Are you getting divorced? Although divorce is always going to be hard on you mentally and emotionally, things become a lot harder when children are involved. Reaching agreements with the other parents about many elements of the divorce can become trickier with complex custody cases.
Too often, it seems like the kids are put into the middle of the divorce and become pawns or bargaining chips. This isn’t good for them or you, and it’s something that you should never do. Still, cases pertaining to things like custody have the potential to become very difficult no matter how careful you might be. Parents need to have a good understanding of the types of things they can expect, particularly when it comes to difficult cases.
What to Know About Custody and Parenting Time
First, it’s important to have a quick and basic understanding of the terms used in Arizona. Custody might be a term that’s used in many parts of the country and on television, but it’s not the term you’ll typically see in the courts. Instead, you will see parenting time and legal decision-making.
Legal decision-making is the right of a parent to make certain legal decisions regarding the care and welfare of the child. This includes making decisions on their religious training, education, healthcare, etc. The person who has legal decision-making (aka legal custody) is often called the custodial parent. Often, the custodial parent will have the children with them most of the time. In Arizona, both parents will typically have legal decision-making for their children.
Parenting time refers to the amount of time the children spend with each parent physically. Again, the courts will often try to make sure that the children get to spend equal time with their parents when possible.
When going through a divorce, and even after the divorce has been finalized, the parents might disagree about legal decision-making and parenting time and try to go back to court to have modifications made for one reason or another. Regardless of when these disagreements occur, they are going to make the process far more complex.
Agreements Could Be Possible
In some cases, the parents might agree on how they want the parenting schedule and legal decision-making to work. If that’s the case, and both of the parents are truly in full agreement, then the courts will often let them use their agreement. This is one of the best-case scenarios, but it doesn’t happen quite as often as you might hope.
Often, one parent will not be happy with the arrangement the other parent is trying to make for one reason or another. These complex custody cases can form for a host of reasons. When you know that the parenting time and custody case is beginning to become more difficult, you need to be sure you have everything in order.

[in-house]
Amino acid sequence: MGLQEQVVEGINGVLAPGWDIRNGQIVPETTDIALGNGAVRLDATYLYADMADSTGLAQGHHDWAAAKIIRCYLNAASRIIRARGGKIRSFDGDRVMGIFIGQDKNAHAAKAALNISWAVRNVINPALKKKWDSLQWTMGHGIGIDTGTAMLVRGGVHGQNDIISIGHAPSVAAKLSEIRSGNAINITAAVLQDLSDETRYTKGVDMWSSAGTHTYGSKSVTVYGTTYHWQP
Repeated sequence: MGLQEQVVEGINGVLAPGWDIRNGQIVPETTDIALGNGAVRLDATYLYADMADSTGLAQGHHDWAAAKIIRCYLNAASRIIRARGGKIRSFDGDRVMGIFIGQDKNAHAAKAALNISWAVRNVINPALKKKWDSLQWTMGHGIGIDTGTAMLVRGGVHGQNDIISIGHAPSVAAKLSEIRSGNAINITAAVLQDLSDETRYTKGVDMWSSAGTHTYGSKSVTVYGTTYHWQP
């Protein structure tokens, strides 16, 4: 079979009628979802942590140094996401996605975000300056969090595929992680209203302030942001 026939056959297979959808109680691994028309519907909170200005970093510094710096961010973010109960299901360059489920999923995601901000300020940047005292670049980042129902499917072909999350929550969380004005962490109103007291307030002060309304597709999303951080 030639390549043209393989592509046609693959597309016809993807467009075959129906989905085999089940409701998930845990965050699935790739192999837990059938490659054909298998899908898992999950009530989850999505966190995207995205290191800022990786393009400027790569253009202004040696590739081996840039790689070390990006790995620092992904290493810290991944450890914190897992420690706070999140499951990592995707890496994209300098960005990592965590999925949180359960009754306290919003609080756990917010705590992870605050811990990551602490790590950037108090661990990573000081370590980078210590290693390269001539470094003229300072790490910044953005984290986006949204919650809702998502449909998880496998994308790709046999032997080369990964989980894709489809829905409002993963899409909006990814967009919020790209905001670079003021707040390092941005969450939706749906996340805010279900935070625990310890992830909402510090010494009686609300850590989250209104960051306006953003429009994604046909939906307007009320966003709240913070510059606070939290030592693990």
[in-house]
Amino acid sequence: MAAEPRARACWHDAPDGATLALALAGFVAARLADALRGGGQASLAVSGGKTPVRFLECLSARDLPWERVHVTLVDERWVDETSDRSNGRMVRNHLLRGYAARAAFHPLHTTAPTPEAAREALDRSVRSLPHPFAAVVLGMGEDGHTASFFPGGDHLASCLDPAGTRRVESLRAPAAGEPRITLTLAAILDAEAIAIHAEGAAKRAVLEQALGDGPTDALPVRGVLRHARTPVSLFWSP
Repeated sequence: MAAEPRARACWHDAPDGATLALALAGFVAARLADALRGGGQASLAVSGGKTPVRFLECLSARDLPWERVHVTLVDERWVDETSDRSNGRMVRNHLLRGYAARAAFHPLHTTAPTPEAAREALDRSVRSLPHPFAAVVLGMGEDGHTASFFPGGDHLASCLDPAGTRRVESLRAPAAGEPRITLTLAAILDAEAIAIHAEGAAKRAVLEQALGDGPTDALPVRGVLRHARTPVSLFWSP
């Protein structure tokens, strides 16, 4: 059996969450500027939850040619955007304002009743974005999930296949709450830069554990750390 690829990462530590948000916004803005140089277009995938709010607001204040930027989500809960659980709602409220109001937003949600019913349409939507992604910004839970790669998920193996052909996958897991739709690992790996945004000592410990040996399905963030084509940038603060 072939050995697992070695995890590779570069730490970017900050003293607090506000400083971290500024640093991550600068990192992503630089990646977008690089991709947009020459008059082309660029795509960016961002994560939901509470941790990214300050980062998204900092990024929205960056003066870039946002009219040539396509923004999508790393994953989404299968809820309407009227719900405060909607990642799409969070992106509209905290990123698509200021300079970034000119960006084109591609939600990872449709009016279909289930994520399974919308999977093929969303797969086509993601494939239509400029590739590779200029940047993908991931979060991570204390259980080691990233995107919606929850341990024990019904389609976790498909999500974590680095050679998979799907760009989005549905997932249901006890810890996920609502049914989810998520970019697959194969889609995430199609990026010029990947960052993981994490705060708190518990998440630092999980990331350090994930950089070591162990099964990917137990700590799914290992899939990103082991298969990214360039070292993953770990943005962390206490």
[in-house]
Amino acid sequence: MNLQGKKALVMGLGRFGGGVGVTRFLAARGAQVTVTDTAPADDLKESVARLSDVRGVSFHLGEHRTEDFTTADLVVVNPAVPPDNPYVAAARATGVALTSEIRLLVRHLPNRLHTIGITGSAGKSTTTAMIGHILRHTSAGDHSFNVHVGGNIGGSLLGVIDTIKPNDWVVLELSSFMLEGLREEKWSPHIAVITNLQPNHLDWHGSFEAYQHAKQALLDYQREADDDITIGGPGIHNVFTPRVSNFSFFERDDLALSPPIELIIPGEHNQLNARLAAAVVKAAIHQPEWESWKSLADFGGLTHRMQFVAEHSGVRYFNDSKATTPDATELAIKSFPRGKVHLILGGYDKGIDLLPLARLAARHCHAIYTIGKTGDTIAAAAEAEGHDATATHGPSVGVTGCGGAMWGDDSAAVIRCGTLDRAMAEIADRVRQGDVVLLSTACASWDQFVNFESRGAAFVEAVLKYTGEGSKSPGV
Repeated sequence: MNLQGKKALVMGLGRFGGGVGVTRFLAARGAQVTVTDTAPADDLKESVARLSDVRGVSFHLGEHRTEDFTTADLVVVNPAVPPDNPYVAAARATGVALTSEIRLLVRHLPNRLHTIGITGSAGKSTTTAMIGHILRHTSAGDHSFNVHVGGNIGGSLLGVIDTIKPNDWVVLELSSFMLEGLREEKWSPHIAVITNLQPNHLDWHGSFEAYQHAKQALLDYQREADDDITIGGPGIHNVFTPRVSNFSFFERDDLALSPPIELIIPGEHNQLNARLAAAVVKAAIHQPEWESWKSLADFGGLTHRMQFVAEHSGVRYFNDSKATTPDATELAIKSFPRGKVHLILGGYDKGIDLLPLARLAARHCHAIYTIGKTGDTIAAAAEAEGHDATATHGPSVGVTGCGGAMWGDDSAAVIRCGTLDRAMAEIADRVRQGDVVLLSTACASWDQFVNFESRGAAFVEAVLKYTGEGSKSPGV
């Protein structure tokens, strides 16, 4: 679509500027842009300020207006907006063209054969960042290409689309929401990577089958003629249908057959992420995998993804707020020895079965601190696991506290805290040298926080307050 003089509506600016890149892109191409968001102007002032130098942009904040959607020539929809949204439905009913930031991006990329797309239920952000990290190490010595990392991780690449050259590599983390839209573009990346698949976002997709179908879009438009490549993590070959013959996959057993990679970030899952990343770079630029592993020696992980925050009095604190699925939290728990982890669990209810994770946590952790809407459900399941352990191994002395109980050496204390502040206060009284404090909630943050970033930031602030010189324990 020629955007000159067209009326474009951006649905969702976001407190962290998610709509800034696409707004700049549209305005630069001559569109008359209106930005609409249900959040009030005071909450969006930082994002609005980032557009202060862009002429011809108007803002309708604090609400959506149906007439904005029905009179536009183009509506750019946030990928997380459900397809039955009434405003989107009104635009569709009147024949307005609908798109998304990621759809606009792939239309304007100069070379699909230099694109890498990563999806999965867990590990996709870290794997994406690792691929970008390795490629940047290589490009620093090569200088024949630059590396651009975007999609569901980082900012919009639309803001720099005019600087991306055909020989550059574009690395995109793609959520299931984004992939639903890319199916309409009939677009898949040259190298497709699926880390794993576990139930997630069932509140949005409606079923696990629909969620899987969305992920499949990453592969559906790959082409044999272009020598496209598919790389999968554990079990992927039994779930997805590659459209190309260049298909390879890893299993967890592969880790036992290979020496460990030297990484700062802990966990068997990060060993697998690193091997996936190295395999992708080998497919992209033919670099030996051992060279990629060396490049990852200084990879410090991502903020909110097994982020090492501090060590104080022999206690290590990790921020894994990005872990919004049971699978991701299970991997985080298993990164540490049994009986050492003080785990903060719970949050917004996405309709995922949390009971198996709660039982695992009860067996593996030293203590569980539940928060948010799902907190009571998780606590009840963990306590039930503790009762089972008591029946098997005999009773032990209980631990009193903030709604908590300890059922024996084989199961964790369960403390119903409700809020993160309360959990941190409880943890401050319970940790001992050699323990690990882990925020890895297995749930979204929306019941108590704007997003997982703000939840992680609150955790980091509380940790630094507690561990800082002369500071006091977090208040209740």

Prepare for Your Case
Always make sure you prepare properly for your case. You have certain things that you want to present to the court regarding your side of things, your children, and your ex. You need to have that information and evidence gathered. This could include things like financial records, medical records of abuse, etc. Depending on the circumstances of the case, the type of information and evidence that will be needed is going to vary. Talk with your attorney about what you will need and be sure you prepare early.
When Things Become Difficult
Sometimes, things go beyond just some disagreements with parenting time or who gets to make certain decisions about the children. Sometimes, you may feel that your children could be in danger if they are with the other parent, for example.
Was there violence and abuse in the relationship between you and your ex? Was the abuse physical, mental, emotional, or a combination? Were the children witness to the abuse or were they victims themselves? In cases like these, there is a chance that the courts will not want to provide that parent with the same rights to the children as you would have.
However, it’s not a guarantee. There are many factors they will consider. They want to know whether the children would be in danger if they are with that parent. The court will often require various types of evaluations from experts to determine whether the parents are fit to have unsupervised parenting time with their children and if they should be allowed to make decisions for the children.
Other issues that might present themselves include issues with alcoholism and addiction. Remember, the courts want to do what’s best for the children. The presumption is that spending time with both parents is what’s best for them, but this is not always true. You will need to prove that the other parent is somehow unfit if you don’t want them to have parenting time or legal decision-making.
This is not always easy to do, so you will want to get help from an attorney. Keep in mind that you need to be honest about the case. If you make up stories about your ex and they aren’t true, whether they relate to abuse, drinking and driving, etc., the court will find out. When they do, it could lead to legal repercussions for you.
One of the other types of issues that might come up in your case is relocation. What if you need to move to another part of the state for work? What if your ex needs to move out of state and wants to take the children with them. This is another complex issue that the courts are going to need to resolve if you and your ex can’t reach an agreement.
Don’t Represent Yourself
When it comes to the time you spend with your children and keeping your kids safe, you can’t take any chances. You don’t want to make the mistake of representing yourself in a case like this. It’s a complicated area of the law, and if you aren’t fully prepared, you will not likely get the outcome that you want. Make sure you take the time to find an experienced family law attorney who can help you, specifically in situations where complex custody cases are unavoidable.